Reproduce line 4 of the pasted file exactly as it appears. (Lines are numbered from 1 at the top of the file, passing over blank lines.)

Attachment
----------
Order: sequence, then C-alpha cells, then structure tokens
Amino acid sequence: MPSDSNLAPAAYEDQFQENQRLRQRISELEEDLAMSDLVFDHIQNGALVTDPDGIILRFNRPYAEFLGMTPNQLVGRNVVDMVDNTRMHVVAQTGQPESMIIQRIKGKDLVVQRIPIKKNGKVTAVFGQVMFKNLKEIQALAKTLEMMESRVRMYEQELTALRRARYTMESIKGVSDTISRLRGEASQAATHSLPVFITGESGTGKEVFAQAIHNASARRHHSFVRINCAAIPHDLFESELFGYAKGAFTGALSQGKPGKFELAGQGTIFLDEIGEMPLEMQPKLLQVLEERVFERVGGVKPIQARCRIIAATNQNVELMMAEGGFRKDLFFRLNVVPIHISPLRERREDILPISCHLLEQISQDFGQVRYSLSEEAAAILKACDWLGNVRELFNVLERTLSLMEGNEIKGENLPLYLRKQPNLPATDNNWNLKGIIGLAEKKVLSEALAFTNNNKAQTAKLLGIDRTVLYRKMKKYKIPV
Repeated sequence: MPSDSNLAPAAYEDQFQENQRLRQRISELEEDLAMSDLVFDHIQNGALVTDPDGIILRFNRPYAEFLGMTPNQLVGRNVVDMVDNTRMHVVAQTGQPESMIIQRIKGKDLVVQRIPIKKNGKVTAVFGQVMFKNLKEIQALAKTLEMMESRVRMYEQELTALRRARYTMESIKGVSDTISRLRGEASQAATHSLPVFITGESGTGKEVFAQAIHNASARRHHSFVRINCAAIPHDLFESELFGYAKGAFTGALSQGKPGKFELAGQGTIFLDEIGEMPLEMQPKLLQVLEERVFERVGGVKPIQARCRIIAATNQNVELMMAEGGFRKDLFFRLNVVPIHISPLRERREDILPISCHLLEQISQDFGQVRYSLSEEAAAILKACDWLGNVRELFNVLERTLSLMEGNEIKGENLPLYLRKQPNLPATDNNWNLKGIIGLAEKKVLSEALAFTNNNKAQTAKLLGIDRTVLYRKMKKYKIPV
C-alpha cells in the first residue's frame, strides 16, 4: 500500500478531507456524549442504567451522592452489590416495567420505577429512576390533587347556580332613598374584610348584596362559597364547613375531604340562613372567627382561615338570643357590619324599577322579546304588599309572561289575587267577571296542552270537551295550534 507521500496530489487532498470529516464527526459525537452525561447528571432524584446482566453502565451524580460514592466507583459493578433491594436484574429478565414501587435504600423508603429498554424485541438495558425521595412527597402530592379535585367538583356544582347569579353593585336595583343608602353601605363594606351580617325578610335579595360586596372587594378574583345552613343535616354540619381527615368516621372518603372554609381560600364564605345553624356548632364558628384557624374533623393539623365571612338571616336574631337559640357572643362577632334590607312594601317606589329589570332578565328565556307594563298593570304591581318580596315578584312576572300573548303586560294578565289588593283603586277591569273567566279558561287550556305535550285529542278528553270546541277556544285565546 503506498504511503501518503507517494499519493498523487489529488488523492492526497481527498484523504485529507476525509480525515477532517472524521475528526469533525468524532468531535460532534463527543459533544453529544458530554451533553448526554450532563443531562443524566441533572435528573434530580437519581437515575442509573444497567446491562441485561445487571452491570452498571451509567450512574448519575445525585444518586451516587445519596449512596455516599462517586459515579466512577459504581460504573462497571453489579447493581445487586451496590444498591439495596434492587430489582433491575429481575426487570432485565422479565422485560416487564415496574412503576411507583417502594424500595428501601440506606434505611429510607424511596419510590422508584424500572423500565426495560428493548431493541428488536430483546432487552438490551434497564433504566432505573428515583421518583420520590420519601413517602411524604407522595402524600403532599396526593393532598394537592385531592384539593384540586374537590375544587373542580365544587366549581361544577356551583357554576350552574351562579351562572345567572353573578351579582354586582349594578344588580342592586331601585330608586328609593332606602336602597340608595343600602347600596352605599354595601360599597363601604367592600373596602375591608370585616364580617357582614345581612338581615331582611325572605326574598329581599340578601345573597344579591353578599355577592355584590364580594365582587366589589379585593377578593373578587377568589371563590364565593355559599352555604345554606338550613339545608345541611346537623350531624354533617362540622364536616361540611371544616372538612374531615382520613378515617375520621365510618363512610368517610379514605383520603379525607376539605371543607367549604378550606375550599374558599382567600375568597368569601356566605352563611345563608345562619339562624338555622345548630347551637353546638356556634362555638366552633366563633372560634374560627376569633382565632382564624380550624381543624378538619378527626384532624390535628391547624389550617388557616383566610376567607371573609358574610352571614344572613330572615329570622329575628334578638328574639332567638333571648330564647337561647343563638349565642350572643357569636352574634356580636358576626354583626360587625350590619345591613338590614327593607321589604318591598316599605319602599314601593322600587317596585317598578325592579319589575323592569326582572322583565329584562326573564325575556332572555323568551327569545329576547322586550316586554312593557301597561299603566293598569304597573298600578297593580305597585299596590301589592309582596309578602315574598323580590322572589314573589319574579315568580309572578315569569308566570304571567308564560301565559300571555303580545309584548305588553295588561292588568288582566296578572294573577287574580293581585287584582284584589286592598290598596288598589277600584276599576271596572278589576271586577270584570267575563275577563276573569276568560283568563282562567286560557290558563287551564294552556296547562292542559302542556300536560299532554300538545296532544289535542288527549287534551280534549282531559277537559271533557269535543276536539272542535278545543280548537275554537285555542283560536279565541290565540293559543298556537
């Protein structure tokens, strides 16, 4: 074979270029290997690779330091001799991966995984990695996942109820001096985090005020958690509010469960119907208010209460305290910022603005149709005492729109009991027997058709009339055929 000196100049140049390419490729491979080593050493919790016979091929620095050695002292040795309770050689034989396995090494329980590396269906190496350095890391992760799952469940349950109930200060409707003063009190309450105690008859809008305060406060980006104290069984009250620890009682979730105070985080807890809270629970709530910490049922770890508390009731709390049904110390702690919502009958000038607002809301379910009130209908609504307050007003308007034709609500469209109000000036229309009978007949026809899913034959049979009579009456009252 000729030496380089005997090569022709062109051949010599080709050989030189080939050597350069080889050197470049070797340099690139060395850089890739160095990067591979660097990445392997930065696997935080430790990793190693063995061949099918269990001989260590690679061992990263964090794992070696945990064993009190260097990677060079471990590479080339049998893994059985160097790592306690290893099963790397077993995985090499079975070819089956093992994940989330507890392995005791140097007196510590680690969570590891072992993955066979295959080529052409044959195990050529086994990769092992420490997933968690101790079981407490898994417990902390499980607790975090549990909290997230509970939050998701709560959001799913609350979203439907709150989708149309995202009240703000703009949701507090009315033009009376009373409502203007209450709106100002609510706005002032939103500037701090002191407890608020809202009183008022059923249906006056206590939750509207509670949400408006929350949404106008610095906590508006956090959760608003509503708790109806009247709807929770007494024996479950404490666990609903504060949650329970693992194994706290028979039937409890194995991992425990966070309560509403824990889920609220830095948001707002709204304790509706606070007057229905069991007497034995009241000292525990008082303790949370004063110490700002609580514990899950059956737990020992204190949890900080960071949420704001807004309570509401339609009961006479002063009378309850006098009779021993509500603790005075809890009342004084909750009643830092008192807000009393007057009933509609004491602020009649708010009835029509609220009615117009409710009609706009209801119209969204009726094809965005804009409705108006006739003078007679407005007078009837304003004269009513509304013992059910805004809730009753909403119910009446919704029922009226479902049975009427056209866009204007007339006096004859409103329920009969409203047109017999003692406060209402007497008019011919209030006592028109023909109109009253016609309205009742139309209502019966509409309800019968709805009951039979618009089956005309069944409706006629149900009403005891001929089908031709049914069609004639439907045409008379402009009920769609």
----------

C-alpha cells in the first residue's frame, strides 16, 4: 500500500478531507456524549442504567451522592452489590416495567420505577429512576390533587347556580332613598374584610348584596362559597364547613375531604340562613372567627382561615338570643357590619324599577322579546304588599309572561289575587267577571296542552270537551295550534 507521500496530489487532498470529516464527526459525537452525561447528571432524584446482566453502565451524580460514592466507583459493578433491594436484574429478565414501587435504600423508603429498554424485541438495558425521595412527597402530592379535585367538583356544582347569579353593585336595583343608602353601605363594606351580617325578610335579595360586596372587594378574583345552613343535616354540619381527615368516621372518603372554609381560600364564605345553624356548632364558628384557624374533623393539623365571612338571616336574631337559640357572643362577632334590607312594601317606589329589570332578565328565556307594563298593570304591581318580596315578584312576572300573548303586560294578565289588593283603586277591569273567566279558561287550556305535550285529542278528553270546541277556544285565546 503506498504511503501518503507517494499519493498523487489529488488523492492526497481527498484523504485529507476525509480525515477532517472524521475528526469533525468524532468531535460532534463527543459533544453529544458530554451533553448526554450532563443531562443524566441533572435528573434530580437519581437515575442509573444497567446491562441485561445487571452491570452498571451509567450512574448519575445525585444518586451516587445519596449512596455516599462517586459515579466512577459504581460504573462497571453489579447493581445487586451496590444498591439495596434492587430489582433491575429481575426487570432485565422479565422485560416487564415496574412503576411507583417502594424500595428501601440506606434505611429510607424511596419510590422508584424500572423500565426495560428493548431493541428488536430483546432487552438490551434497564433504566432505573428515583421518583420520590420519601413517602411524604407522595402524600403532599396526593393532598394537592385531592384539593384540586374537590375544587373542580365544587366549581361544577356551583357554576350552574351562579351562572345567572353573578351579582354586582349594578344588580342592586331601585330608586328609593332606602336602597340608595343600602347600596352605599354595601360599597363601604367592600373596602375591608370585616364580617357582614345581612338581615331582611325572605326574598329581599340578601345573597344579591353578599355577592355584590364580594365582587366589589379585593377578593373578587377568589371563590364565593355559599352555604345554606338550613339545608345541611346537623350531624354533617362540622364536616361540611371544616372538612374531615382520613378515617375520621365510618363512610368517610379514605383520603379525607376539605371543607367549604378550606375550599374558599382567600375568597368569601356566605352563611345563608345562619339562624338555622345548630347551637353546638356556634362555638366552633366563633372560634374560627376569633382565632382564624380550624381543624378538619378527626384532624390535628391547624389550617388557616383566610376567607371573609358574610352571614344572613330572615329570622329575628334578638328574639332567638333571648330564647337561647343563638349565642350572643357569636352574634356580636358576626354583626360587625350590619345591613338590614327593607321589604318591598316599605319602599314601593322600587317596585317598578325592579319589575323592569326582572322583565329584562326573564325575556332572555323568551327569545329576547322586550316586554312593557301597561299603566293598569304597573298600578297593580305597585299596590301589592309582596309578602315574598323580590322572589314573589319574579315568580309572578315569569308566570304571567308564560301565559300571555303580545309584548305588553295588561292588568288582566296578572294573577287574580293581585287584582284584589286592598290598596288598589277600584276599576271596572278589576271586577270584570267575563275577563276573569276568560283568563282562567286560557290558563287551564294552556296547562292542559302542556300536560299532554300538545296532544289535542288527549287534551280534549282531559277537559271533557269535543276536539272542535278545543280548537275554537285555542283560536279565541290565540293559543298556537